I like a good Facebook share as much as the next guy. In fact you’ll notice we do a bit of that on this very page. And perhaps like me your newsfeed is full of people sharing postiive thinking messages. The sort of “think this way and your life will be better” type of post which is sometimes code for “this is how positive I think (honest) and you probably should as well”.
Now this comes from a good place, because we see people around us who are struggling and want to point out that “hey, just change your thinking and it’ll be ok”.
One evening an old Cherokee told his grandson about a battle that goes on inside people.
He said, “My son, the battle is between two wolves inside us all.“One is Evil – It is anger, envy, hate, jealousy, sorrow, regret, greed, arrogance, self-pity, guilt, resentment, inferiority, lies, false pride, superiority, and ego.“The other is Good – It is joy, peace, love, hope, acceptance, serenity, humility, kindness, benevolence, empathy, generosity, truth, compassion and faith.”The grandson thought about it for a minute and then asked his grandfather: “Which wolf wins?”The old Cherokee simply replied, “The one you feed.”
What a great message! Focus on building the positive stuff and you can overcome your negative self!
The correct technical psychoanalytical response to this insight is – “well, duh”. Because those who already do that naturally don’t need the metaphor and those who don’t are unlikely to switch purely based on this story.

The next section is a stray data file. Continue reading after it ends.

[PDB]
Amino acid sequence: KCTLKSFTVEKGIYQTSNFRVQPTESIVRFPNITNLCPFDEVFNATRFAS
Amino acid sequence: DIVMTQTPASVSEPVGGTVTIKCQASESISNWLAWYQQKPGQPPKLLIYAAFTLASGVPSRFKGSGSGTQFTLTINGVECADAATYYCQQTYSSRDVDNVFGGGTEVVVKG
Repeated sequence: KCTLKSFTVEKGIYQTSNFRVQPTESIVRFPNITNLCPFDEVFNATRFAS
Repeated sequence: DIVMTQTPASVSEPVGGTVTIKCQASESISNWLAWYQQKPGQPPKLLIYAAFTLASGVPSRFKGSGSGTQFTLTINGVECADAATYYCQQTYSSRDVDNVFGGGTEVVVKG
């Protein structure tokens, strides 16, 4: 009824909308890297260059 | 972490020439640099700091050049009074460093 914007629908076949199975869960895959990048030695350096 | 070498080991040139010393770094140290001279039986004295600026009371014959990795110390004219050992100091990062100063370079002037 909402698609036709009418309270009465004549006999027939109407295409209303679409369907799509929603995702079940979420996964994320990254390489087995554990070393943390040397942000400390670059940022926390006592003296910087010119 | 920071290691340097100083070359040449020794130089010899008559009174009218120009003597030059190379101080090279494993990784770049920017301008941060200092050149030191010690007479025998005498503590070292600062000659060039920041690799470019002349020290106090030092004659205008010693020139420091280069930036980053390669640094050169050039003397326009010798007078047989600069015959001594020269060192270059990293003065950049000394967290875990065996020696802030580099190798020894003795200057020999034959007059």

Imagine I had two pet wolves as the metaphor suggests, and I decided I quite liked one, but didn’t much care for the other. So I decide to feed one and not the other. Guess what happens? Firstly the one I’m not feeding gets decidedly grumpy and starts to play up, becoming increasingly viscous and unsociable. Secondly my neighbors quite rightly dob me in for animal neglect and suddenly I’m before the courts. Because it’s not acceptable to starve the animals you’re supposed to be loving and caring for.
And it gets more interesting when we apply the metaphor to itself. Remember how the “good” wolf represented love and acceptance? Well starving one wolf hardly feels like love and acceptance, but perhaps looks more like hate and neglect – which is the wolf we’re supposed to starve! Boom, that was the sound of the metaphor imploding.
Trying to starve or ignore that part of ourselves only makes it scream all the louder.
So for example jealousy and insecurity may be an unconscious attempt to protect the person from hurt. Anger and aggressiveness maybe an unconscious strategy to ensure a person is heard. So rather than try and starve these parts, we prefer to listen to them, discover their positive intention and then help them discover more useful ways to achieve that intention. It’s not an exorcism, it’s a nurturing.
Because it’s not about winning the war with ourselves it’s about loving,understanding and accepting ourselves.